Introduction

Lipohypertrophy (LH) occurs in subcutaneous tissue because of the lipogenic effect of repetitive exposure to insulin [1]. The fat cells enlarge and proliferate resulting in thickened tissue, forming lumps under the skin. LH is associated with suboptimal glycaemic control with Al Hayek reporting a threefold increase of LH in patients whose control was above the current national target (HbA1c - 7%, 86 mmol/L) compared to those within the target range [2]. Insulin injection into an LH lesion attenuates insulin action with subsequent excess glucose exposure, glycaemic variability and augmented threat of severe hypoglycaemia [3]. Recognised risk factors for the development of LH include high BMI, frequent needle reuse, ineffective insulin injection site(s) rotation, size of rotation area, level of education, and interval of insulin exposure [4]. Patient behaviours are important mediators in the level of LH detected, with patients reusing sites that are less painful or more convenient due to ease of access.

This systematic review examines the relationship between lipohypertrophy, injection techniques and education in adults with type 2 diabetes.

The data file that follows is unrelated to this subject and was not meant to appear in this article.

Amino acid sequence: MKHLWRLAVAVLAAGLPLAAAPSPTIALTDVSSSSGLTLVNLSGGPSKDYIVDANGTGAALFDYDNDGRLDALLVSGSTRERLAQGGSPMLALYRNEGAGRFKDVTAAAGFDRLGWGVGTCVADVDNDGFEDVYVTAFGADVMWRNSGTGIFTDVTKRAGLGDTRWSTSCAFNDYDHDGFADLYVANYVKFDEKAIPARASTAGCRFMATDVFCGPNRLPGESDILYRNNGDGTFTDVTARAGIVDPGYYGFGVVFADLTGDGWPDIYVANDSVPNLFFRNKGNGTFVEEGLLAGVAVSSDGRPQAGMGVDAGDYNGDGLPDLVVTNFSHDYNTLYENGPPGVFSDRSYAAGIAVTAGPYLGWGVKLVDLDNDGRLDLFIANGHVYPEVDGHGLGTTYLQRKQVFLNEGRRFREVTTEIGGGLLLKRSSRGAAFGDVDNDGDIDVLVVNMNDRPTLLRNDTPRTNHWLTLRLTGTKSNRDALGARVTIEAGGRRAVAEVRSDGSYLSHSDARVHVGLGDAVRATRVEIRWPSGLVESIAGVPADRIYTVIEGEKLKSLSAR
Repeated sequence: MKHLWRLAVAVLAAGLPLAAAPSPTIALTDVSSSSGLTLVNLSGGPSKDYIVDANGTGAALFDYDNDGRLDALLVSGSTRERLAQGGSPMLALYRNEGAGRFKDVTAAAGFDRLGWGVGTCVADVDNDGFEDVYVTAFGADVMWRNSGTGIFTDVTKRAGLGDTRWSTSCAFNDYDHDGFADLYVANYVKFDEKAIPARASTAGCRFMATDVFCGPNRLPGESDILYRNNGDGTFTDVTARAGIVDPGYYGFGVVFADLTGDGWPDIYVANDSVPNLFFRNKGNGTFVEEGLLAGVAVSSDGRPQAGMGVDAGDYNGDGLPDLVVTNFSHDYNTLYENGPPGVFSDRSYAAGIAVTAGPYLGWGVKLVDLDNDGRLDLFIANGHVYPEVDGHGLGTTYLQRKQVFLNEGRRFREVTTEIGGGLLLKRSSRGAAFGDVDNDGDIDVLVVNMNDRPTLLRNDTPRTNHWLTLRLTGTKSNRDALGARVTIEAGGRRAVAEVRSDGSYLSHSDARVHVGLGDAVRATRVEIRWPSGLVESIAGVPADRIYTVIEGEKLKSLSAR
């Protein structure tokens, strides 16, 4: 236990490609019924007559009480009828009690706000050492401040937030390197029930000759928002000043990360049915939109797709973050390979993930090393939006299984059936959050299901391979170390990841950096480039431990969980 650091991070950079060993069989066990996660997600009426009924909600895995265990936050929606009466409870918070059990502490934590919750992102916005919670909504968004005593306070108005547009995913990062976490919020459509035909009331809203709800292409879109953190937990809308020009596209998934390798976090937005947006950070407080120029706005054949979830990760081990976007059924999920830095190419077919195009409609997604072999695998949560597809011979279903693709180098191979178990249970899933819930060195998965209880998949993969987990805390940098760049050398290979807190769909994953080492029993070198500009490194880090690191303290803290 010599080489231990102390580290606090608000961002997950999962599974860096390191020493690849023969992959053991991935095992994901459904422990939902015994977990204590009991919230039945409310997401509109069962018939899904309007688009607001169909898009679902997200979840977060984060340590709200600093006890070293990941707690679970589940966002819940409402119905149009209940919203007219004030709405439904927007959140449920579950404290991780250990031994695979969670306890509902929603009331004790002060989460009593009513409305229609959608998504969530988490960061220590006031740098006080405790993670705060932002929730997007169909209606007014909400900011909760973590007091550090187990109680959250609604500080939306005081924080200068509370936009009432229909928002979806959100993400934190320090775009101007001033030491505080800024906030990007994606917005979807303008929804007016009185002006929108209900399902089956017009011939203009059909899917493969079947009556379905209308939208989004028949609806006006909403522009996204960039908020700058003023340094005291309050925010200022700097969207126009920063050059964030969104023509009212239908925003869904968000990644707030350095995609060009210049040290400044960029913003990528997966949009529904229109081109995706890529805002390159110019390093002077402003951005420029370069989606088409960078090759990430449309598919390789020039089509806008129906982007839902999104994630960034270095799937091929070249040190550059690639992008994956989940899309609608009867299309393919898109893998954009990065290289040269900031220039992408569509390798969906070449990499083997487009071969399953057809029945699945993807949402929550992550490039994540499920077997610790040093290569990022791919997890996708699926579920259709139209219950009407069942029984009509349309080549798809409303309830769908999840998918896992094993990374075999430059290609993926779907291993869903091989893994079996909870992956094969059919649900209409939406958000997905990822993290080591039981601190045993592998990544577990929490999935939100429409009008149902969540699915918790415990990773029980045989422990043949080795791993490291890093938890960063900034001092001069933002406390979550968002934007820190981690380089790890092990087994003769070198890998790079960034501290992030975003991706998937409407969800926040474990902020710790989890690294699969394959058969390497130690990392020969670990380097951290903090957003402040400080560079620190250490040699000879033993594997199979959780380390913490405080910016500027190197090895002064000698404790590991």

Method

Search strategy

A thorough systematic literature search was undertaken in Ovid, Cochrane, Google Scholar, Cinahl, Embase, PubMed and Joanna Briggs Institute. A comprehensive systematic electronic database review was undertaken to establish studies containing information on T1/2DM adults, education on Injection Techniques (IT) in relation to LH. Once selected articles were retrieved, all titles and abstracts were screened, and eligible articles identified for full text inclusion. Studies and participants were excluded if below 18 years, unwell to participate and/or T2DM patients who could not partake in an educational session. In order to select the studies for this review two valid methodological was used; PRISMA (Figure 1) and the Critical Appraisal Skills Programme (CASP) tool [5,6].

Quality Assessment

All 8 studies were identified for inclusion based on their content and study quality of each paper. Both randomised and cohort models within the CASP tool were used.